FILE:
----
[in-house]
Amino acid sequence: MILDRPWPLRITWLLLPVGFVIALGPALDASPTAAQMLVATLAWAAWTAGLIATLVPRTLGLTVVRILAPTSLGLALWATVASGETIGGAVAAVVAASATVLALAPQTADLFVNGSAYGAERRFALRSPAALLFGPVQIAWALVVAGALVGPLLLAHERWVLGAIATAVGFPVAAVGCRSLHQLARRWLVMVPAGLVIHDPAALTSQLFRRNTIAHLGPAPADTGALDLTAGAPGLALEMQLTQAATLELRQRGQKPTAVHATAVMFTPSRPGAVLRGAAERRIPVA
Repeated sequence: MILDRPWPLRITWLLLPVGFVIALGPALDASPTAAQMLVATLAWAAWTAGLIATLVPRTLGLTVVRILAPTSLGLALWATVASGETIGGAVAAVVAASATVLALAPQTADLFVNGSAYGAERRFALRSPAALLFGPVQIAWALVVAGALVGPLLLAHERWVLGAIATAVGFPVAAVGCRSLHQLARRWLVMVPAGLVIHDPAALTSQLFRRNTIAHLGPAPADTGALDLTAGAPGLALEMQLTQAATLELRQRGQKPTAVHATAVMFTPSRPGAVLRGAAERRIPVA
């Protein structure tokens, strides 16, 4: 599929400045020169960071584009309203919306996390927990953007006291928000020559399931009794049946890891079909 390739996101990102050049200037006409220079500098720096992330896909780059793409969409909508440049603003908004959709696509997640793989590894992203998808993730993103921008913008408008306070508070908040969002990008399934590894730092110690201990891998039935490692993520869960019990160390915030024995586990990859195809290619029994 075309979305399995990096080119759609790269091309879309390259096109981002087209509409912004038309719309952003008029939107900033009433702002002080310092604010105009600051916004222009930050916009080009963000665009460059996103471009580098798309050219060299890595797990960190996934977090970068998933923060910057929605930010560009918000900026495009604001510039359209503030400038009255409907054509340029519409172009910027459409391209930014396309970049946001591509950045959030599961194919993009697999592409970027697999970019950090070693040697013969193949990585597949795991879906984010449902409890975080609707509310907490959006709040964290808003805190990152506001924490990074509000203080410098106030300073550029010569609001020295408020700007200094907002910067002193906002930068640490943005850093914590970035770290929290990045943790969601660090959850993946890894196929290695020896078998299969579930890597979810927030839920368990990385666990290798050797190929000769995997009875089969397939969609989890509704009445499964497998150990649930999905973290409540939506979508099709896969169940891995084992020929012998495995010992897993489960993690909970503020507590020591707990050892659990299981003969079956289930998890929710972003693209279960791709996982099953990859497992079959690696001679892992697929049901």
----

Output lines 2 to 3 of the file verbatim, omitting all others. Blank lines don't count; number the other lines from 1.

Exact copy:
Amino acid sequence: MILDRPWPLRITWLLLPVGFVIALGPALDASPTAAQMLVATLAWAAWTAGLIATLVPRTLGLTVVRILAPTSLGLALWATVASGETIGGAVAAVVAASATVLALAPQTADLFVNGSAYGAERRFALRSPAALLFGPVQIAWALVVAGALVGPLLLAHERWVLGAIATAVGFPVAAVGCRSLHQLARRWLVMVPAGLVIHDPAALTSQLFRRNTIAHLGPAPADTGALDLTAGAPGLALEMQLTQAATLELRQRGQKPTAVHATAVMFTPSRPGAVLRGAAERRIPVA
Repeated sequence: MILDRPWPLRITWLLLPVGFVIALGPALDASPTAAQMLVATLAWAAWTAGLIATLVPRTLGLTVVRILAPTSLGLALWATVASGETIGGAVAAVVAASATVLALAPQTADLFVNGSAYGAERRFALRSPAALLFGPVQIAWALVVAGALVGPLLLAHERWVLGAIATAVGFPVAAVGCRSLHQLARRWLVMVPAGLVIHDPAALTSQLFRRNTIAHLGPAPADTGALDLTAGAPGLALEMQLTQAATLELRQRGQKPTAVHATAVMFTPSRPGAVLRGAAERRIPVA